Color histograms are flexible constructs that can be built from images in various color spaces, whether RGB, rg chromaticity or any other color space of any dimension. A histogram of an image is produced first by discretization of the colors in the image into a number of bins, and counting the number of image pixels in each bin. For example, a Red–Blue chromaticity histogram can be formed by first normalizing color pixel values by dividing RGB values by R+G+B, then quantizing the normalized R and B coordinates into N bins each. A two-dimensional histogram of Red-Blue chromaticity divided into four bins (N=4) might yield a histogram that looks like this table:

 red 0-63 64-127 128-191 192-255 blue 0-63 43 78 18 0 64-127 45 67 33 2 128-191 127 58 25 8 192-255 140 47 47 13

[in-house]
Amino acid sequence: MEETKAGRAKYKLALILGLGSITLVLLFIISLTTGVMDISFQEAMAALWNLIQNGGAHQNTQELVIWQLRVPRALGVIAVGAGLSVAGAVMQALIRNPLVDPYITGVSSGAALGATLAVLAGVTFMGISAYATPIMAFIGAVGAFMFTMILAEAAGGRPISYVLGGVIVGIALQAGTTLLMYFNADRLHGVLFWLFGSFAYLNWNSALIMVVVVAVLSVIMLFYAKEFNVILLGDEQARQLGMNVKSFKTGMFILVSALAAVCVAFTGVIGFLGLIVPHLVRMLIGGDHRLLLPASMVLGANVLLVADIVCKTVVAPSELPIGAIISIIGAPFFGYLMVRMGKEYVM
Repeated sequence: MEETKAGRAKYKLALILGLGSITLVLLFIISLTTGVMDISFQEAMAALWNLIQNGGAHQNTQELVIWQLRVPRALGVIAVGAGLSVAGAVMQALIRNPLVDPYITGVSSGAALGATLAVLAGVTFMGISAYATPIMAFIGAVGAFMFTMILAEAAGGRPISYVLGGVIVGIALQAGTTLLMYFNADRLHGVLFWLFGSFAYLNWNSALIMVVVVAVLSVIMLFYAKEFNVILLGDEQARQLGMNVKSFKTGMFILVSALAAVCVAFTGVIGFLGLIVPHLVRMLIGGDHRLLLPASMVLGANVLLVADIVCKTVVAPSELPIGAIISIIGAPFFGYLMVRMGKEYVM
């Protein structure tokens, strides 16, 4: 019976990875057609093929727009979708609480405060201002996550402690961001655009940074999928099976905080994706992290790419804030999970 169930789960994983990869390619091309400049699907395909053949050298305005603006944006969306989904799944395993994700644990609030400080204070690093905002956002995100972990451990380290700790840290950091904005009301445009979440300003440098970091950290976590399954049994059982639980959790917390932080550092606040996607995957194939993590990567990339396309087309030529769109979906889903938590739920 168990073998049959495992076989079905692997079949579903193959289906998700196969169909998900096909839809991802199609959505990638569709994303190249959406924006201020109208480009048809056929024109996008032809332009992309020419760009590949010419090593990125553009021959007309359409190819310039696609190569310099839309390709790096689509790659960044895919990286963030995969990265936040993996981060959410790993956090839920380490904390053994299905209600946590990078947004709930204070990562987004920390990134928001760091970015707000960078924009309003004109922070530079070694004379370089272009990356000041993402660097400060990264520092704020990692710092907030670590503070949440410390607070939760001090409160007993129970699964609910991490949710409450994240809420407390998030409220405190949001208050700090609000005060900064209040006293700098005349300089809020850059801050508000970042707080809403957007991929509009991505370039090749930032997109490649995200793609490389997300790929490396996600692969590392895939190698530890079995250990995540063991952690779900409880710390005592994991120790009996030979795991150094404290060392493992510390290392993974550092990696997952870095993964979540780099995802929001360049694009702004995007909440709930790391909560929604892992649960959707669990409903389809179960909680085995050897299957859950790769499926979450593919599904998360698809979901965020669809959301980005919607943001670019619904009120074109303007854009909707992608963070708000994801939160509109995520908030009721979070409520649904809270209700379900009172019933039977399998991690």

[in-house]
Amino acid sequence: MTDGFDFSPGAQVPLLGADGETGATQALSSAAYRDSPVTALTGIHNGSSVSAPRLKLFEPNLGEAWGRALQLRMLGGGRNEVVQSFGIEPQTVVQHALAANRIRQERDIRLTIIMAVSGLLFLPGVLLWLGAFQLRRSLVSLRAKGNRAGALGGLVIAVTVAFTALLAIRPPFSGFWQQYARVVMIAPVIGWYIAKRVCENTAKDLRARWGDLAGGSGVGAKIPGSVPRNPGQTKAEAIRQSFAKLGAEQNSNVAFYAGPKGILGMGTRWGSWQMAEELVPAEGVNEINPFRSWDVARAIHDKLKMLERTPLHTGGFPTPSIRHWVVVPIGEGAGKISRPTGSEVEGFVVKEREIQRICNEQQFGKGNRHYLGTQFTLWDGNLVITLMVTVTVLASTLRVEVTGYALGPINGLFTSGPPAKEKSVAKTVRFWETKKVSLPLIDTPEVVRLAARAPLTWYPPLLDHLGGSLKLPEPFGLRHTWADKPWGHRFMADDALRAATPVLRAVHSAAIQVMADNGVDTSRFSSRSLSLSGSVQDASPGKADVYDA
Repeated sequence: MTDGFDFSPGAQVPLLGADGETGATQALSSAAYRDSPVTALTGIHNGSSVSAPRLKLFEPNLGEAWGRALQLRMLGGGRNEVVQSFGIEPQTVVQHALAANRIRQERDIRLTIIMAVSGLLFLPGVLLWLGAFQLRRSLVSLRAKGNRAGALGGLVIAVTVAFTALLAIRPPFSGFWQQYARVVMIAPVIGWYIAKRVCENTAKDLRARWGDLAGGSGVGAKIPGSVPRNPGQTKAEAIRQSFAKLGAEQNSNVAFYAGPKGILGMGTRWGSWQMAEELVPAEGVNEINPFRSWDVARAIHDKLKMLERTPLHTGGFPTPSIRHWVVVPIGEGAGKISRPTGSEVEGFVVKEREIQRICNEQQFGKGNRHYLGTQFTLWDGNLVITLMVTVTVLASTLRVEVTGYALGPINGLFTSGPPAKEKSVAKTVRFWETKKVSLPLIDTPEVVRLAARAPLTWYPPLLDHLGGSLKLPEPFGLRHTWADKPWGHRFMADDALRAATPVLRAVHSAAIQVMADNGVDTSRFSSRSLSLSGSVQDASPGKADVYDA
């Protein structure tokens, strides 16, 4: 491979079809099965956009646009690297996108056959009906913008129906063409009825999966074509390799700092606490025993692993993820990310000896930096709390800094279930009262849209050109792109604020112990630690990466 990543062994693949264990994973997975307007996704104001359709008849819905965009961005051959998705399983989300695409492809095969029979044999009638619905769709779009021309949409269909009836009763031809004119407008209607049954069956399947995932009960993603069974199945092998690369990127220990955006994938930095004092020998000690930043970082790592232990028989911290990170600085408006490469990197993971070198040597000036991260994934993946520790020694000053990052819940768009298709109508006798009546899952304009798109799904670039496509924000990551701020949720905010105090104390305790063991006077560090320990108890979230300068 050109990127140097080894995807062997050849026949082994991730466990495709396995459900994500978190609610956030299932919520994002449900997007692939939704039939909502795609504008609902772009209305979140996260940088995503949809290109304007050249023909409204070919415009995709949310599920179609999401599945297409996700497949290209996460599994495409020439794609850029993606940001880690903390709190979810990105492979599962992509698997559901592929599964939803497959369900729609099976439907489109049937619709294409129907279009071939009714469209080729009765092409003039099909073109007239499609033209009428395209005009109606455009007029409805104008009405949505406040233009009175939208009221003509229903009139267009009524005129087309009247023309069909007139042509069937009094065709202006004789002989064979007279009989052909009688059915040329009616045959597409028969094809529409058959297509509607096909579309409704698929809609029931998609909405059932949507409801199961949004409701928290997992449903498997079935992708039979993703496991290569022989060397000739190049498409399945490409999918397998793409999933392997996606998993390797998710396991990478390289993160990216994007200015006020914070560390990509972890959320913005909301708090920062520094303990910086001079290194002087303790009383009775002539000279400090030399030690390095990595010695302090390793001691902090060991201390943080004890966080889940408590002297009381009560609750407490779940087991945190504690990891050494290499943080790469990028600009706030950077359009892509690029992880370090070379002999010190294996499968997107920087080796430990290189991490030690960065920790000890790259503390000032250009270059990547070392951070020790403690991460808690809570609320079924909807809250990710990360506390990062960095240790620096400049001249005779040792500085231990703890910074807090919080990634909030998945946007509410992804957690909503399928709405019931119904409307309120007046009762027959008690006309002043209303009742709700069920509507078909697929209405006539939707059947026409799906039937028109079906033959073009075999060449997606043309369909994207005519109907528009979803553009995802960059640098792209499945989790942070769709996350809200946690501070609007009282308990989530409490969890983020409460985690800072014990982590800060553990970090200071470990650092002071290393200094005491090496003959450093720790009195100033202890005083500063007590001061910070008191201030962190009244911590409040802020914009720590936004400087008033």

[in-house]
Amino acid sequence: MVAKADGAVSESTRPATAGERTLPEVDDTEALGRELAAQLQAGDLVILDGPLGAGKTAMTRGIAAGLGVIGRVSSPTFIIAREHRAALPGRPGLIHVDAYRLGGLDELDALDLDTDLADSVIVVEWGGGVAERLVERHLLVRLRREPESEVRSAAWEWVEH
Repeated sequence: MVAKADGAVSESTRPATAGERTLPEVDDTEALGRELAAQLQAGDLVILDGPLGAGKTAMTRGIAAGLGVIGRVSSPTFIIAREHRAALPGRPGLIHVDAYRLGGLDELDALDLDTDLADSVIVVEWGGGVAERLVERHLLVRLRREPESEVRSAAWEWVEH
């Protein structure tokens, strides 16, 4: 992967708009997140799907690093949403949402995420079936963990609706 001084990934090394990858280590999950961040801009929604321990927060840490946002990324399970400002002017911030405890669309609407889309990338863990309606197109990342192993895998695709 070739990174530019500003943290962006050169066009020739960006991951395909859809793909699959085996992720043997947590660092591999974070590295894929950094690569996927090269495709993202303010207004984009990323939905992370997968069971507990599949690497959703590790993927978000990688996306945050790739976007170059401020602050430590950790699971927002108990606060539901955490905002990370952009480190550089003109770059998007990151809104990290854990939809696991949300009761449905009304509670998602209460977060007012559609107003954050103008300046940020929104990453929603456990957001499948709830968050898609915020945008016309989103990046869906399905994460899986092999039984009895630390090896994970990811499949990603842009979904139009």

A histogram can be N-dimensional. Although harder to display, a three-dimensional color histogram for the above example could be thought of as four separate Red-Blue histograms, where each of the four histograms contains the Red-Blue values for a bin of green (0-63, 64-127, 128-191, and 192-255).

The histogram provides a compact summarization of the distribution of data in an image. The color histogram of an image is relatively invariant with translation and rotation about the viewing axis, and varies only slowly with the angle of view.[1] By comparing histograms signatures of two images and matching the color content of one image with the other, the color histogram is particularly well suited for the problem of recognizing an object of unknown position and rotation within a scene. Importantly, translation of an RGB image into the illumination invariant rg-chromaticity space allows the histogram to operate well in varying light levels.

## Example